A second module I work on is using the same deployment framework but hosted by the academic developer using Azure servers. The image for that environment is an opinionated one constructed using a templated image building tool, mmh352/ou-container-builder. The use of this tool is intended to simplify image creation and management. For example, the same persistent user file volume is used for all launched computational environments, so care needs to be taken that an environment used for one course doesn’t clobber files or environment settings used by another course in the persistent file volume.

One thing that we haven’t yet bundled in our Jupyter containers is a file browser; but if students are mounting persisting files against different images, and do want to be able to easily upload and download files, I wonder if it makes sense to start adding such a service vie a Jupyter server proxy wrapper. For example, imjoy-team/imjoy-elfinder [elfinder repo] provides such a proxy off-the-shelf:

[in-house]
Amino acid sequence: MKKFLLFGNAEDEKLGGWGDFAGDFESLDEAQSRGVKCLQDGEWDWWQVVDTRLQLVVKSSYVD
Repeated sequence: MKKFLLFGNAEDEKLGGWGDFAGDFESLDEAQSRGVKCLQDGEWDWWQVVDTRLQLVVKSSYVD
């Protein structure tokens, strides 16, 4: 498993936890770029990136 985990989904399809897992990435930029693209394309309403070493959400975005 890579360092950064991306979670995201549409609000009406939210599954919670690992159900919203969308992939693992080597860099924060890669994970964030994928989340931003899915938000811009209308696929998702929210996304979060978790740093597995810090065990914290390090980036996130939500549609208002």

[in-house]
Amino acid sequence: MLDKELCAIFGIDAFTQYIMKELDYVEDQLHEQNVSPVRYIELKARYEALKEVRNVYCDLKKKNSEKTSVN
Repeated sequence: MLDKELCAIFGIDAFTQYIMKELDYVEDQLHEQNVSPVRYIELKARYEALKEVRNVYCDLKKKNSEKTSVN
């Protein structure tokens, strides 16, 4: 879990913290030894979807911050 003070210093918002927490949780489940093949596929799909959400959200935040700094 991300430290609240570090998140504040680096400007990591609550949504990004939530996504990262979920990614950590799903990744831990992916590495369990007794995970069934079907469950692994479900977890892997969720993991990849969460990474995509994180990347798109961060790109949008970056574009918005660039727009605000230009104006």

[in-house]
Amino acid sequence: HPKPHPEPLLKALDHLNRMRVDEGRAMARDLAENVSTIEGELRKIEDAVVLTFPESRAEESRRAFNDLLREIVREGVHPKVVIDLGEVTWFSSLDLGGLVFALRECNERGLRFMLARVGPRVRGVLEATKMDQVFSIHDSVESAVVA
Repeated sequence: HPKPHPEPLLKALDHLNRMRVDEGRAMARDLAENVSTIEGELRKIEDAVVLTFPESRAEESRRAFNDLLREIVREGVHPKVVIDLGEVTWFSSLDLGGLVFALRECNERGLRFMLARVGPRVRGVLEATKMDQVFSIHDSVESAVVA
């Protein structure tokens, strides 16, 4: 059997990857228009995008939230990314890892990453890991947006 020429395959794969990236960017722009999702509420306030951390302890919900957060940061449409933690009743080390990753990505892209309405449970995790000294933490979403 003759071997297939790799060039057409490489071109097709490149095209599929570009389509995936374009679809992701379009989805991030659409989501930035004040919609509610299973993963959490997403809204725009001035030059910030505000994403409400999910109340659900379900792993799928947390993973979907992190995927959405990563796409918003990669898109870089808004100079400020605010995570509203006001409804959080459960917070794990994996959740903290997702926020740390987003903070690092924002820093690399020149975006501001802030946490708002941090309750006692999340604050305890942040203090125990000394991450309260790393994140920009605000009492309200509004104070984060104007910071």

The above approach, albeit variously hosted and resourced, uses JupyterHub to manage the (containerised) user environments. A second approach has been taken by central IT in their development of a generic Docker container launch.

I note that you can use JupyterHub to manage arbitrary services running in containers, not just Jupyter notebook server environments, but from what I can tell, I don’t think that central IT even evaluated that route.

As with the previous approach, the student user route in is via an LTI authentication link in the browser. The landing page sets up the expectation of a long wait…